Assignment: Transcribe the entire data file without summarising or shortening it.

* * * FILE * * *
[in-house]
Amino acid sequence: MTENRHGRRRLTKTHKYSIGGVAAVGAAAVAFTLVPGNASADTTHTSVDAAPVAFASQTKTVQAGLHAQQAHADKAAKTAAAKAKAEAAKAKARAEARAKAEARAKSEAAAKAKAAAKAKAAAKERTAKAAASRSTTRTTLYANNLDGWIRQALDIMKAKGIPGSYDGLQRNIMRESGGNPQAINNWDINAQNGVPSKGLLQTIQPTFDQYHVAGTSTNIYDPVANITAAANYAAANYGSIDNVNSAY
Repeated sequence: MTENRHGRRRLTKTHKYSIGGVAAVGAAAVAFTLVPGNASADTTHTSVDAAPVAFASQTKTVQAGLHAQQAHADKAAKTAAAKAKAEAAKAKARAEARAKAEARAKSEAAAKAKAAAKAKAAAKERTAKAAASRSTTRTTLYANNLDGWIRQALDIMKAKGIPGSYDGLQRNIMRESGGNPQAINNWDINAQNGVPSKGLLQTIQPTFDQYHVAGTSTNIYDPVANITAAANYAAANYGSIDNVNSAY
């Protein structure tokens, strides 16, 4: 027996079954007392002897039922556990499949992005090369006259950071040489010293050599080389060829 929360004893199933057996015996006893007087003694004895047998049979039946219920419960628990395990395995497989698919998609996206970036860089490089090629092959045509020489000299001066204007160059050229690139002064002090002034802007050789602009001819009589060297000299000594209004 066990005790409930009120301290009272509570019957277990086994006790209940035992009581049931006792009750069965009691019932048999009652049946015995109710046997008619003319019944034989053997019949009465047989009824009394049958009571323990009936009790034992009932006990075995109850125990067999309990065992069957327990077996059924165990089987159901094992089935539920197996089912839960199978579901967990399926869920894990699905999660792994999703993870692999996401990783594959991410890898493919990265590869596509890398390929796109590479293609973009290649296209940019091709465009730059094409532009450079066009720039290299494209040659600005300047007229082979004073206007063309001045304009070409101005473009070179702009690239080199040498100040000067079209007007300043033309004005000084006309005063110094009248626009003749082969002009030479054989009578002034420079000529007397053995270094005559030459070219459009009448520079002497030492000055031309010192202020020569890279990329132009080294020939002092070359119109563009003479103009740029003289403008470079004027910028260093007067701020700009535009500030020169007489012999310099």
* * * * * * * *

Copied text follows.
[in-house]
Amino acid sequence: MTENRHGRRRLTKTHKYSIGGVAAVGAAAVAFTLVPGNASADTTHTSVDAAPVAFASQTKTVQAGLHAQQAHADKAAKTAAAKAKAEAAKAKARAEARAKAEARAKSEAAAKAKAAAKAKAAAKERTAKAAASRSTTRTTLYANNLDGWIRQALDIMKAKGIPGSYDGLQRNIMRESGGNPQAINNWDINAQNGVPSKGLLQTIQPTFDQYHVAGTSTNIYDPVANITAAANYAAANYGSIDNVNSAY
Repeated sequence: MTENRHGRRRLTKTHKYSIGGVAAVGAAAVAFTLVPGNASADTTHTSVDAAPVAFASQTKTVQAGLHAQQAHADKAAKTAAAKAKAEAAKAKARAEARAKAEARAKSEAAAKAKAAAKAKAAAKERTAKAAASRSTTRTTLYANNLDGWIRQALDIMKAKGIPGSYDGLQRNIMRESGGNPQAINNWDINAQNGVPSKGLLQTIQPTFDQYHVAGTSTNIYDPVANITAAANYAAANYGSIDNVNSAY
């Protein structure tokens, strides 16, 4: 027996079954007392002897039922556990499949992005090369006259950071040489010293050599080389060829 929360004893199933057996015996006893007087003694004895047998049979039946219920419960628990395990395995497989698919998609996206970036860089490089090629092959045509020489000299001066204007160059050229690139002064002090002034802007050789602009001819009589060297000299000594209004 066990005790409930009120301290009272509570019957277990086994006790209940035992009581049931006792009750069965009691019932048999009652049946015995109710046997008619003319019944034989053997019949009465047989009824009394049958009571323990009936009790034992009932006990075995109850125990067999309990065992069957327990077996059924165990089987159901094992089935539920197996089912839960199978579901967990399926869920894990699905999660792994999703993870692999996401990783594959991410890898493919990265590869596509890398390929796109590479293609973009290649296209940019091709465009730059094409532009450079066009720039290299494209040659600005300047007229082979004073206007063309001045304009070409101005473009070179702009690239080199040498100040000067079209007007300043033309004005000084006309005063110094009248626009003749082969002009030479054989009578002034420079000529007397053995270094005559030459070219459009009448520079002497030492000055031309010192202020020569890279990329132009080294020939002092070359119109563009003479103009740029003289403008470079004027910028260093007067701020700009535009500030020169007489012999310099």